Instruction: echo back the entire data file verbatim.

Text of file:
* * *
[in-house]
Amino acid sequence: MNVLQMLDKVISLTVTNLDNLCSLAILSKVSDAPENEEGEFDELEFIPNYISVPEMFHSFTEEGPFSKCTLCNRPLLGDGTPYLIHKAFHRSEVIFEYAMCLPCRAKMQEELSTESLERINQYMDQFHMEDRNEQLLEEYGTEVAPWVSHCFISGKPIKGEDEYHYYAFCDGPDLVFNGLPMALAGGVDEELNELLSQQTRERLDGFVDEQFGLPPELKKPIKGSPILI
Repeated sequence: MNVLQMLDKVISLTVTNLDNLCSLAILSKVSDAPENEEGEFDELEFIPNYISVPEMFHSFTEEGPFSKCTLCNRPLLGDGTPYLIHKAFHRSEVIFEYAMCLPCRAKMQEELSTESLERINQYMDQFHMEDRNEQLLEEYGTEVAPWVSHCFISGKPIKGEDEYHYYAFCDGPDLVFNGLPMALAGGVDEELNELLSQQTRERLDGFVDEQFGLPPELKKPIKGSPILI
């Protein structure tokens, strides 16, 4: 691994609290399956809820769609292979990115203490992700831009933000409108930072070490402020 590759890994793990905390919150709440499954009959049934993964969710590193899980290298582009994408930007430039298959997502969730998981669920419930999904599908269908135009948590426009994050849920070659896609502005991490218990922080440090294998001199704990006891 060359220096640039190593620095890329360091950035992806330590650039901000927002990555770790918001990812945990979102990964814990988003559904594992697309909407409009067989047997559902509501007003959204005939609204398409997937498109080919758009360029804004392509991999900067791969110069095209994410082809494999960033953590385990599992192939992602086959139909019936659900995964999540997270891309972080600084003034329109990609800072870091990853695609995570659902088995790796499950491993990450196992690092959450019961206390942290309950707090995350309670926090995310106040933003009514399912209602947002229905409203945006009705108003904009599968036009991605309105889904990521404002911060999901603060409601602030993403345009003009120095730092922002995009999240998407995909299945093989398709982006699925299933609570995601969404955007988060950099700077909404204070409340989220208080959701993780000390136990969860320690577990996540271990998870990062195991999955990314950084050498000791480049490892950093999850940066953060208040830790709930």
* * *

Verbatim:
[in-house]
Amino acid sequence: MNVLQMLDKVISLTVTNLDNLCSLAILSKVSDAPENEEGEFDELEFIPNYISVPEMFHSFTEEGPFSKCTLCNRPLLGDGTPYLIHKAFHRSEVIFEYAMCLPCRAKMQEELSTESLERINQYMDQFHMEDRNEQLLEEYGTEVAPWVSHCFISGKPIKGEDEYHYYAFCDGPDLVFNGLPMALAGGVDEELNELLSQQTRERLDGFVDEQFGLPPELKKPIKGSPILI
Repeated sequence: MNVLQMLDKVISLTVTNLDNLCSLAILSKVSDAPENEEGEFDELEFIPNYISVPEMFHSFTEEGPFSKCTLCNRPLLGDGTPYLIHKAFHRSEVIFEYAMCLPCRAKMQEELSTESLERINQYMDQFHMEDRNEQLLEEYGTEVAPWVSHCFISGKPIKGEDEYHYYAFCDGPDLVFNGLPMALAGGVDEELNELLSQQTRERLDGFVDEQFGLPPELKKPIKGSPILI
């Protein structure tokens, strides 16, 4: 691994609290399956809820769609292979990115203490992700831009933000409108930072070490402020 590759890994793990905390919150709440499954009959049934993964969710590193899980290298582009994408930007430039298959997502969730998981669920419930999904599908269908135009948590426009994050849920070659896609502005991490218990922080440090294998001199704990006891 060359220096640039190593620095890329360091950035992806330590650039901000927002990555770790918001990812945990979102990964814990988003559904594992697309909407409009067989047997559902509501007003959204005939609204398409997937498109080919758009360029804004392509991999900067791969110069095209994410082809494999960033953590385990599992192939992602086959139909019936659900995964999540997270891309972080600084003034329109990609800072870091990853695609995570659902088995790796499950491993990450196992690092959450019961206390942290309950707090995350309670926090995310106040933003009514399912209602947002229905409203945006009705108003904009599968036009991605309105889904990521404002911060999901603060409601602030993403345009003009120095730092922002995009999240998407995909299945093989398709982006699925299933609570995601969404955007988060950099700077909404204070409340989220208080959701993780000390136990969860320690577990996540271990998870990062195991999955990314950084050498000791480049490892950093999850940066953060208040830790709930």